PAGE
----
Colors: Ring Nebula versus Stars

APOD: 2021 July 21 - Colors: Ring Nebula versus Stars

Discover the cosmos! Each day a different image or photograph of our fascinating universe is featured, along with a brief explanation written by a professional astronomer.

2021 July 21
The picture shows the several images of the Ring Nebula separated by 
their colors. 
Please see the explanation for more detailed information.

Colors: Ring Nebula versus Stars
Image Credit: Robert Vanderbei (Princeton U.)

Explanation: What if you could see, separately, all the colors of the Ring? And of the surrounding stars? There's technology for that. The featured image shows the Ring Nebula (M57) and nearby stars through such technology: in this case, a prism-like diffraction grating. The Ring Nebula is seen only a few times because it emits light, primarily, in only a few colors. The two brightest emitted colors are hydrogen (red) and oxygen (blue), appearing as nearly overlapping images to the left of the image center. The image just to the right of center is the color-combined icon normally seen. Stars, on the other hand, emit most of their light in colors all across the visible spectrum. These colors, combined, make a nearly continuous streak -- which is why stars appear accompanied by multicolored bars. Breaking object light up into colors is scientifically useful because it can reveal the elements that compose that object, how fast that object is moving, and how distant that object is.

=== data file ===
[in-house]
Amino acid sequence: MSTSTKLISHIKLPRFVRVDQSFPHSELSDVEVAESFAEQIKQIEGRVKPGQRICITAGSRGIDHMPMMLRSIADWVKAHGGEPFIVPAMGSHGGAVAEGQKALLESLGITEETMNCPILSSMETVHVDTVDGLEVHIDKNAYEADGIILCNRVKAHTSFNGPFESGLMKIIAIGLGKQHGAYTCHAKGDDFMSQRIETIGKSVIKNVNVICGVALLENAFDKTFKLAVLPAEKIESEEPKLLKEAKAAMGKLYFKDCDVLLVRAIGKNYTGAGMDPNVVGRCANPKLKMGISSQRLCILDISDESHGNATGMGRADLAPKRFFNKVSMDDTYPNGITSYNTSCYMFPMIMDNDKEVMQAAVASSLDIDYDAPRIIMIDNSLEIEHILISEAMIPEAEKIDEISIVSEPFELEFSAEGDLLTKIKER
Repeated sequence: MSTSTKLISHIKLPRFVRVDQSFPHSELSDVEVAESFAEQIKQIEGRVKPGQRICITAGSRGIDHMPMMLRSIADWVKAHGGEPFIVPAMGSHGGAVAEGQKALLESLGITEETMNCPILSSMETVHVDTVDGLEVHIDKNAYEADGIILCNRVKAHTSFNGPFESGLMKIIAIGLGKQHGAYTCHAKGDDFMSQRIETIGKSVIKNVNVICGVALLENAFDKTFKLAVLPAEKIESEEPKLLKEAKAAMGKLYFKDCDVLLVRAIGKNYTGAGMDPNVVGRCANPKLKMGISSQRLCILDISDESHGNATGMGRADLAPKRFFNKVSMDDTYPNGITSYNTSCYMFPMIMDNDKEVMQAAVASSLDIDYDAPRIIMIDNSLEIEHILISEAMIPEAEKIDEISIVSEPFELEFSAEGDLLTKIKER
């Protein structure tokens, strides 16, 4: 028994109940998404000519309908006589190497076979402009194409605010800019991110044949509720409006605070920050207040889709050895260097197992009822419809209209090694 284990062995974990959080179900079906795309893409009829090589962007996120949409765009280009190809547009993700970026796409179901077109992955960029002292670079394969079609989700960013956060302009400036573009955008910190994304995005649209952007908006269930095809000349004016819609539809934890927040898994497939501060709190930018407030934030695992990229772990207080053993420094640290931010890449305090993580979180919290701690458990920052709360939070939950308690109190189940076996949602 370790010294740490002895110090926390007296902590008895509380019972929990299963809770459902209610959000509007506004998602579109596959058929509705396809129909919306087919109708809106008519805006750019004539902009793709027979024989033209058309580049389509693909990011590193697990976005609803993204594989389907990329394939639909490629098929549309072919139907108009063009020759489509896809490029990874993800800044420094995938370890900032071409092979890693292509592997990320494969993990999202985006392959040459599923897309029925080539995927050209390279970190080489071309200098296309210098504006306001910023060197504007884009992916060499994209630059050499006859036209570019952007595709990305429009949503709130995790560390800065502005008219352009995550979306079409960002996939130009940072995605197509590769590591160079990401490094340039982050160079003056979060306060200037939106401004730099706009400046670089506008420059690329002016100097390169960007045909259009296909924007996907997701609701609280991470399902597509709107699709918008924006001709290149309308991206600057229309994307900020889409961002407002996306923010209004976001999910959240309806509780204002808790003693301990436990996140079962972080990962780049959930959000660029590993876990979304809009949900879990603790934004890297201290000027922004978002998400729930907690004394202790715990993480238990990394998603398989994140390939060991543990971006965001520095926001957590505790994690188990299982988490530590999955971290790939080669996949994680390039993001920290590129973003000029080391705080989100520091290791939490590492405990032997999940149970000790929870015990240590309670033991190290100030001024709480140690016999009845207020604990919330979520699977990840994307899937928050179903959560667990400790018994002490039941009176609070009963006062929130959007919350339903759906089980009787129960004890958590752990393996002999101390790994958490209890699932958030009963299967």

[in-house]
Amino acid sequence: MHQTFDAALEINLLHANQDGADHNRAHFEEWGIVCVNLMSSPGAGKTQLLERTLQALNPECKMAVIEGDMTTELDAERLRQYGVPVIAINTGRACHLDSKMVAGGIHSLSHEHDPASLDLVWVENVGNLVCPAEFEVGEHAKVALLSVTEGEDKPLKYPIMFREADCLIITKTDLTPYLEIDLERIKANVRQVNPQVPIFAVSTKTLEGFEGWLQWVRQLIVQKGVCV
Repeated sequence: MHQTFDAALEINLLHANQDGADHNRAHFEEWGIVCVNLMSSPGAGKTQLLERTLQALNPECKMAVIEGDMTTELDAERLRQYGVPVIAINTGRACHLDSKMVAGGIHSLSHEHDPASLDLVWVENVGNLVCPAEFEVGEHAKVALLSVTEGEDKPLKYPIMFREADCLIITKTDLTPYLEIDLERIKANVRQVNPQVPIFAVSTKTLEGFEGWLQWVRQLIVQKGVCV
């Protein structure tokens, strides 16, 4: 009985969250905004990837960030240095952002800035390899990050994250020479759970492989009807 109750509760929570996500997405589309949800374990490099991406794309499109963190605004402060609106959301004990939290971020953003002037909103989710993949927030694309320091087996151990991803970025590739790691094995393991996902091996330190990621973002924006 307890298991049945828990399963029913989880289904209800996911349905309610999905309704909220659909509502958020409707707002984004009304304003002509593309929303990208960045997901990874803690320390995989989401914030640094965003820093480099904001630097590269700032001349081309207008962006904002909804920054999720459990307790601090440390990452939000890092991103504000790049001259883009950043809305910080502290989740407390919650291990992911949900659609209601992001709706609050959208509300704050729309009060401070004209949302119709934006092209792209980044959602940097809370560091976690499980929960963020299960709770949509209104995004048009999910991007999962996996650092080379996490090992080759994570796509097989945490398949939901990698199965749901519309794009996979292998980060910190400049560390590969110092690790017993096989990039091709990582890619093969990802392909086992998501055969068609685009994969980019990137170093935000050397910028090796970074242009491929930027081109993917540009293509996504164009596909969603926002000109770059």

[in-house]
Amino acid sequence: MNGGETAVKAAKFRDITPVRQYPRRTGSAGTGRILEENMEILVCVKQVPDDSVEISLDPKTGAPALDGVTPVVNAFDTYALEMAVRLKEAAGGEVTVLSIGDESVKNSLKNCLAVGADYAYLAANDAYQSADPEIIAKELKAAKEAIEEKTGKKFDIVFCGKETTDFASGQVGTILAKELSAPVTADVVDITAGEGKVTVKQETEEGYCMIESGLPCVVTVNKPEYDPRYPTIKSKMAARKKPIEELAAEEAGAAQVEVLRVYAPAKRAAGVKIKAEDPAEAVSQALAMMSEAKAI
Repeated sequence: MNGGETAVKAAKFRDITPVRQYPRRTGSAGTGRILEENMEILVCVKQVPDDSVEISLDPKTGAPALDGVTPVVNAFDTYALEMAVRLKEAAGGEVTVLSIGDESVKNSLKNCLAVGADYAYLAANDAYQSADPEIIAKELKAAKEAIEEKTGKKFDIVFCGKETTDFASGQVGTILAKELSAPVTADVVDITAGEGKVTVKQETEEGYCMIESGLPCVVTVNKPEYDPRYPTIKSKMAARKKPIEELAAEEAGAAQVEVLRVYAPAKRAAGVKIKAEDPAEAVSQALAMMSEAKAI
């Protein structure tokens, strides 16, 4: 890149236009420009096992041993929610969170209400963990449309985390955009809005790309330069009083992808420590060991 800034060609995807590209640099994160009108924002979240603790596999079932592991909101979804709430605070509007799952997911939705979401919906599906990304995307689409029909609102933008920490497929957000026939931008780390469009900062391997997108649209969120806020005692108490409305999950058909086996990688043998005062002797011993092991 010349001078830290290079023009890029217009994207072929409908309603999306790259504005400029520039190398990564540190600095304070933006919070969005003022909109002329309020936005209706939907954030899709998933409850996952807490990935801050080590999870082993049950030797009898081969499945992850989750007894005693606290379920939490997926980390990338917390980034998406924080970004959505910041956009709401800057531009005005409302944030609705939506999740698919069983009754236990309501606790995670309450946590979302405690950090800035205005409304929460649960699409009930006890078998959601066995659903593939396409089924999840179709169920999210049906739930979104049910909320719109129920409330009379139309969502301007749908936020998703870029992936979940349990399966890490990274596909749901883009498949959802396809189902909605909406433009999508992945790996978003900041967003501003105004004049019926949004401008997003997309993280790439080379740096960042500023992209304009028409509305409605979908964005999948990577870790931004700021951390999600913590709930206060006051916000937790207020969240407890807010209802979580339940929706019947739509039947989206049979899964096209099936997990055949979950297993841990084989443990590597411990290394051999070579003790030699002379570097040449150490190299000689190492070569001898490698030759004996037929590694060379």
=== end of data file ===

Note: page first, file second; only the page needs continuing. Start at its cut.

NGC 7814: Little Sombrero with Supernova
Thors Helmet
 

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